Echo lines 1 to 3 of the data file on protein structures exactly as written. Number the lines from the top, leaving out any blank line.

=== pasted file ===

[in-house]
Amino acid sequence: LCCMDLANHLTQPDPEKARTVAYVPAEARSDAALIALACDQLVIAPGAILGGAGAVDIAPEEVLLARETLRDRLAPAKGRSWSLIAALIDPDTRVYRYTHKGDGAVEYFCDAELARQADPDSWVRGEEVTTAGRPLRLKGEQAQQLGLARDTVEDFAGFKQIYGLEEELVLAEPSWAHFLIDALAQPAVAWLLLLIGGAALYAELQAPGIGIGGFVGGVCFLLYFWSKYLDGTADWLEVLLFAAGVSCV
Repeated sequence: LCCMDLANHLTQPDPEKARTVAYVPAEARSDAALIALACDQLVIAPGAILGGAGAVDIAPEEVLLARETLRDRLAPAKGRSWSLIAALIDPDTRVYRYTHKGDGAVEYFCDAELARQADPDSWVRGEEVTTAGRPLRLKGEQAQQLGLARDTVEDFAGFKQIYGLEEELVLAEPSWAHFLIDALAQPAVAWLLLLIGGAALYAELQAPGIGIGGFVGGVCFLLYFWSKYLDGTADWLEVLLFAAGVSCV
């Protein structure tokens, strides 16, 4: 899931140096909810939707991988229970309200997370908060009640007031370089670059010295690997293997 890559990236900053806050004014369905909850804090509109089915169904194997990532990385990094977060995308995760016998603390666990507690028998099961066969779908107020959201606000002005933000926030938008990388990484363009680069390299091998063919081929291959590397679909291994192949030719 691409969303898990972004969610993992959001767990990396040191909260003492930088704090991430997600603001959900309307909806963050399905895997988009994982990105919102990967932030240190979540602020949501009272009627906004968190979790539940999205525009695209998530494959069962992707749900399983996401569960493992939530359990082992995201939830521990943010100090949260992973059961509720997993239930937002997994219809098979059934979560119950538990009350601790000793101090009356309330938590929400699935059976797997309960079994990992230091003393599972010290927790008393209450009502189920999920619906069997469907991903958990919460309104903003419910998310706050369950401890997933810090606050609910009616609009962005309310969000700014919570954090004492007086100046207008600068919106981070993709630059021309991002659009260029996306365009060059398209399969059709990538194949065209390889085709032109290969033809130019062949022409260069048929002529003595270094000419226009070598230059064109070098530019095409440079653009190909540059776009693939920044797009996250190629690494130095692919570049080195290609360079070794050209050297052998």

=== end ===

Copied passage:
[in-house]
Amino acid sequence: LCCMDLANHLTQPDPEKARTVAYVPAEARSDAALIALACDQLVIAPGAILGGAGAVDIAPEEVLLARETLRDRLAPAKGRSWSLIAALIDPDTRVYRYTHKGDGAVEYFCDAELARQADPDSWVRGEEVTTAGRPLRLKGEQAQQLGLARDTVEDFAGFKQIYGLEEELVLAEPSWAHFLIDALAQPAVAWLLLLIGGAALYAELQAPGIGIGGFVGGVCFLLYFWSKYLDGTADWLEVLLFAAGVSCV
Repeated sequence: LCCMDLANHLTQPDPEKARTVAYVPAEARSDAALIALACDQLVIAPGAILGGAGAVDIAPEEVLLARETLRDRLAPAKGRSWSLIAALIDPDTRVYRYTHKGDGAVEYFCDAELARQADPDSWVRGEEVTTAGRPLRLKGEQAQQLGLARDTVEDFAGFKQIYGLEEELVLAEPSWAHFLIDALAQPAVAWLLLLIGGAALYAELQAPGIGIGGFVGGVCFLLYFWSKYLDGTADWLEVLLFAAGVSCV